Last month (May) was mental health awareness month. As a mental health counselor, it’d be crazy for me not to do a post on this topic. Unfortunately, when it comes to mental health, it’s a topic that no one wants to talk about. There’s a lot of stigma and shame surrounding it, but that’s exactly why we have to talk about it.
Too many people suffer in silence because they are afraid to tell anyone that they have thoughts of hurting themselves or are on the verge of a panic attack whenever they have to interact with a group of people.
They fear the judgment and looks they may get from people if they knew about their illness. So instead of speaking up many withdraw, shut down, and/or use alcohol, drugs, or other addictions as a means of coping.
But the more we talk about mental health, the more we take away the stigma and shame. Though it’s not enough to talk about mental health, we need to be better educated on how to talk to and treat those around us that do struggle with a mental illness. Our comments—though they may be unintentional—can be hurtful to someone struggling with this.
So in this post, I’m going to go over the do’s and don’ts of interacting with someone with a mental health issue.
Things to Do:
1. Be Patient & Willing to Listen
A good place to start is just to listen to them. When I say listen to them, I mean really listen. Not thinking about what you’re going to say or how you should respond to them, just listen. They need to feel like they’re being heard.
If they need to cry, let them cry. Be patient and don’t assume there’s anything you need to do. A lot of times people get uncomfortable when others are crying and will want to do something or say something to “help” them feel better. I put “help” in quotations because really when someone does this, it’s to make themselves feel better not the other person. No one likes to feel helpless, but that’s the feeling we sometimes get when someone is crying, and there’s nothing we can do.
2. Ask What They Need
Be willing to ask what you can do to support them. Sometimes they may not know what they need, but sometimes they do. Maybe it’s just someone to listen to them; maybe it’s someone who will encourage them to get out of bed and do things, maybe they need help with accountability. Whatever it is, ask and do not assume you know what they need.
3. Set Boundaries
Just because someone has a mental illness does not mean you have to let them walk all over your boundaries. Boundaries are meant to keep you safe physically, emotionally, and psychologically. Boundaries will look different for everyone, especially depending on the type of mental illness it is.
It might mean not loaning money to someone you know is in active addiction or setting boundaries to protect yourself against their abuse. Either way, make sure you set boundaries and are clear about them. Explain the consequences of violating the boundary.
Also be sure to follow through on your boundary. It’s really easy to make a boundary, but it’s a whole other thing to follow through with the consequences. Don’t set consequences you know you can’t or won’t follow through with.
For instance, if you tell your sister that you’ll cut off your relationship with her if she continues to berate you than you better be prepared to follow through on that boundary, otherwise don’t set it.
4. Love Them Like Jesus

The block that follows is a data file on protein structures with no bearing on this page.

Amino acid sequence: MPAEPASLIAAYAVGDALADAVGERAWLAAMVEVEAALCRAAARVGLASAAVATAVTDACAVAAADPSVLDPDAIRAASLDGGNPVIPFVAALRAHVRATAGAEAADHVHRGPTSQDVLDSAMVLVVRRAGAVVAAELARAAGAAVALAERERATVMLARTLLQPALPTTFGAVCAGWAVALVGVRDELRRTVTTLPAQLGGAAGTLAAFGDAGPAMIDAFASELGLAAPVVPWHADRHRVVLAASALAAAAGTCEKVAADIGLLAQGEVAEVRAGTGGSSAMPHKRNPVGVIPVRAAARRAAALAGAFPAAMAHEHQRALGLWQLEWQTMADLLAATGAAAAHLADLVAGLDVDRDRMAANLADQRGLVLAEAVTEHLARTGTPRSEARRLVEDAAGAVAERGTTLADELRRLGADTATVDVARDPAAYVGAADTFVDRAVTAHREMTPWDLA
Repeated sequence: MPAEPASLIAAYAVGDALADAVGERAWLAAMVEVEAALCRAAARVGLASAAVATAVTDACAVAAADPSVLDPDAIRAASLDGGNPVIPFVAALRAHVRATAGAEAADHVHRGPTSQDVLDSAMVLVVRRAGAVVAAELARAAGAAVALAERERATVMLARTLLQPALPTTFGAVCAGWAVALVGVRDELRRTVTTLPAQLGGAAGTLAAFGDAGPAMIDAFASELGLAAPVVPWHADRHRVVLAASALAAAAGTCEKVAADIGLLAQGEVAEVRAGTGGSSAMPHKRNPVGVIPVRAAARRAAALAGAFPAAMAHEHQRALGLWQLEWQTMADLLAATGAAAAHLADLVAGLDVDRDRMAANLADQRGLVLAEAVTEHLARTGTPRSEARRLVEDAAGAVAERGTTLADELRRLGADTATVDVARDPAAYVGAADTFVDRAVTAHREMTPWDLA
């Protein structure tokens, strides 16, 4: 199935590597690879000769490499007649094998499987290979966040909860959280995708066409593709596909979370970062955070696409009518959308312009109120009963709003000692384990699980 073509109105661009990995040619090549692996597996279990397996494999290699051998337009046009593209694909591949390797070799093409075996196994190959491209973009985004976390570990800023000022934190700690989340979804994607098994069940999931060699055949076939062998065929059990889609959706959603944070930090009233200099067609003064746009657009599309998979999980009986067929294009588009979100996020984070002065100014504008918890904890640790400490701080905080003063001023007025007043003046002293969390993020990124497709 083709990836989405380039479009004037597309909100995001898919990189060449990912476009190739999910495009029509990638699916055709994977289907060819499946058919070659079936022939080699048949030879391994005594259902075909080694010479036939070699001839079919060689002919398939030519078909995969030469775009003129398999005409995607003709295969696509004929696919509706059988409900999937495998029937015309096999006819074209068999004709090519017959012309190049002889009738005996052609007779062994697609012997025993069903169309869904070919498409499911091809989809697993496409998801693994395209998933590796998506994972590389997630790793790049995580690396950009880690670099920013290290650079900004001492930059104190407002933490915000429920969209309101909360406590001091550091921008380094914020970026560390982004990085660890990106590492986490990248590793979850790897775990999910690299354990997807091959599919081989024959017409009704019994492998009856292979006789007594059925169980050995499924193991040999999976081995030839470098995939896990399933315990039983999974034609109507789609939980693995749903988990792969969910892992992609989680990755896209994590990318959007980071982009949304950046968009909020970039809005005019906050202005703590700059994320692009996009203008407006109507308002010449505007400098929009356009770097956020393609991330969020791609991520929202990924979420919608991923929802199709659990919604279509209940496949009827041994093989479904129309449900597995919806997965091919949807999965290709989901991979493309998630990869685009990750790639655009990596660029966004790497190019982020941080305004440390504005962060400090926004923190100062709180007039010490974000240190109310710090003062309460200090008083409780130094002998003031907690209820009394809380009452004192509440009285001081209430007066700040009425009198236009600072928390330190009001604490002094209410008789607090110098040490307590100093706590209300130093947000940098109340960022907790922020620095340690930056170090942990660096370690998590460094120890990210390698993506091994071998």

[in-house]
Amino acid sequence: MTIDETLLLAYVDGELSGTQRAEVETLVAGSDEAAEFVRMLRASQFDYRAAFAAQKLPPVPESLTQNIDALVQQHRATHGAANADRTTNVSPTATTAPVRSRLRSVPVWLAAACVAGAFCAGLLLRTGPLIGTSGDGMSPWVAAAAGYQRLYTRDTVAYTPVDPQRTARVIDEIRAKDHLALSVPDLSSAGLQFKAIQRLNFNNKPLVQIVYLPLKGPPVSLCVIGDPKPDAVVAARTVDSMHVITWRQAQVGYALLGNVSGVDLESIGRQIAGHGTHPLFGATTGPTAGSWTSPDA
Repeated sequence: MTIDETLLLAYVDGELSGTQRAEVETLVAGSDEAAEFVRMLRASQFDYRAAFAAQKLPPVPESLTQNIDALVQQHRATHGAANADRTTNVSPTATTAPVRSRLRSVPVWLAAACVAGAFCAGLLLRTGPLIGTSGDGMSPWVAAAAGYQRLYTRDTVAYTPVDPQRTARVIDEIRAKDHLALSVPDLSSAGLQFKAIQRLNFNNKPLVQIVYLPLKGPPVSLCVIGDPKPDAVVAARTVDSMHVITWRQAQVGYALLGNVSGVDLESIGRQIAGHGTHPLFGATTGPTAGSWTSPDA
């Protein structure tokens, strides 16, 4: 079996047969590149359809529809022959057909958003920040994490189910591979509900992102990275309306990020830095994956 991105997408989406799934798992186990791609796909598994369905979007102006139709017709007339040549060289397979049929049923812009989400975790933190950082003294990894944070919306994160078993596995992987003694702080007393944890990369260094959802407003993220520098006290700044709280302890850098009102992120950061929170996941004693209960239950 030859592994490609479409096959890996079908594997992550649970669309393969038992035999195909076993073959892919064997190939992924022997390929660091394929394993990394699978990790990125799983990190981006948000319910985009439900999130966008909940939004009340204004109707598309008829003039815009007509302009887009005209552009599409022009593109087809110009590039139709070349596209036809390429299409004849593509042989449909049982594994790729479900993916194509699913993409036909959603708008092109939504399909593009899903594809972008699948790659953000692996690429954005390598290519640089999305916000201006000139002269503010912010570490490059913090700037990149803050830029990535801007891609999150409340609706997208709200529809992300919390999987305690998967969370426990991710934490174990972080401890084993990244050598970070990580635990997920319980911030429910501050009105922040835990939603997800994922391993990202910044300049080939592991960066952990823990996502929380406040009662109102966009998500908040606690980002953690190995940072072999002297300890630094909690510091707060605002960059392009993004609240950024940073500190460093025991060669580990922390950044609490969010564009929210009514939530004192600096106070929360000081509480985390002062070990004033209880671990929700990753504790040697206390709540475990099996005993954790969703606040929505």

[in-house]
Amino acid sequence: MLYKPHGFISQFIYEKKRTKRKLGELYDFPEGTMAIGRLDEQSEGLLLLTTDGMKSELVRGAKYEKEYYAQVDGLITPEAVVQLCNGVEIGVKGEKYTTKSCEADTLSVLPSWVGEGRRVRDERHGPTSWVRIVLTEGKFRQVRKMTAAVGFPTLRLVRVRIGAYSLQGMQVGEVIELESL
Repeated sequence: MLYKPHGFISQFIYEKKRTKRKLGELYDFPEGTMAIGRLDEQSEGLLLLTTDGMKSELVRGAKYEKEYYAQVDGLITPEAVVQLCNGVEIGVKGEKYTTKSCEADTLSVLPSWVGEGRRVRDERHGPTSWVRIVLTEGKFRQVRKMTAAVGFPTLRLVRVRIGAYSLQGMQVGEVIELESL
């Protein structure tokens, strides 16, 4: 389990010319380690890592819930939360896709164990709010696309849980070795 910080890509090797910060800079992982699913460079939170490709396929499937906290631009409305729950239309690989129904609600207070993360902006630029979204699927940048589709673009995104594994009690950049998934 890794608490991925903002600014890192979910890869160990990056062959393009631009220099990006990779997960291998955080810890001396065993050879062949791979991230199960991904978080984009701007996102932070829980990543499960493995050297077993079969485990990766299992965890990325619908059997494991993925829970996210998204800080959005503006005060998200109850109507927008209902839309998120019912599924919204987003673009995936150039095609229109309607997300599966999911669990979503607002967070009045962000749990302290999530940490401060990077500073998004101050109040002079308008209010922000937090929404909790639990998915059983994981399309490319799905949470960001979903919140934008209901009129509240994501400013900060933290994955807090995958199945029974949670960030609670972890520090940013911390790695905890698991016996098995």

Sometimes it can be tough loving someone with a mental illness. Sometimes it takes a lot of patience and grace, and only Christ’s strength can help us with this.
About a year ago, I worked with a client who had traits of Schizophrenia and had paranoid delusions. This client had a LOT of behavior issues, and at times I thought he’d drive me crazy.
But one day as I took a walk around my neighborhood, I was listening to the Casting Crowns station on Pandora, and I started thinking about this client.
I was praying and asking God what to do with this client when God’s response came through in a song. The chorus of Love Them Like Jesus by Casting Crowns began playing.
One thing I will admit is I am nowhere near perfect. I’m not always as kind and gracious as I’d like to be, and while I am pretty patient, there’s a limit to even my patience.
So when I heard God’s response, I’ll be honest my first thought was “really Lord? You do know I’m NOT Jesus right?”
Now, of course, God knows I’m not Jesus and will never in this life be perfect like Him, but He still calls me to love others the way Jesus did. So I started praying for this client and asking God to give me a lot more patience and grace as I worked with him.
I know sometimes it seems like some people are tough to love but we can all be difficult to love at times, and yet God still loves us the same. If we’re willing to obey Him, He gives us the strength to love others as Jesus does.
5. Do Your Homework
If you have a loved one who struggles with a mental illness and you want to be able to support them and “love them like Jesus,” then you need to do your homework about that mental illness. Learn about the signs and symptoms, so you know what to expect and how to help. For instance, someone with a Bipolar disorder who is in the manic stage tends to be more impulsive and may make risky decisions without fully thinking things through. Knowing this may help you to learn how to best help them during this stage.
Things To Avoid:
1. Don’t Tip Toe Around Them
Sometimes people just don’t know what to say or how to respond to someone with a mental illness and they end up taking things to an extreme. They may avoid certain topics in order to keep from “triggering” them or they start treating them like a fragile doll about to break, constantly asking if they’re Ok. Stop doing this! They are not China dolls that will shatter if you say one wrong word. Give them more credit than that, people are a lot more resilient than we think.
2. It’s Not Just About Prayer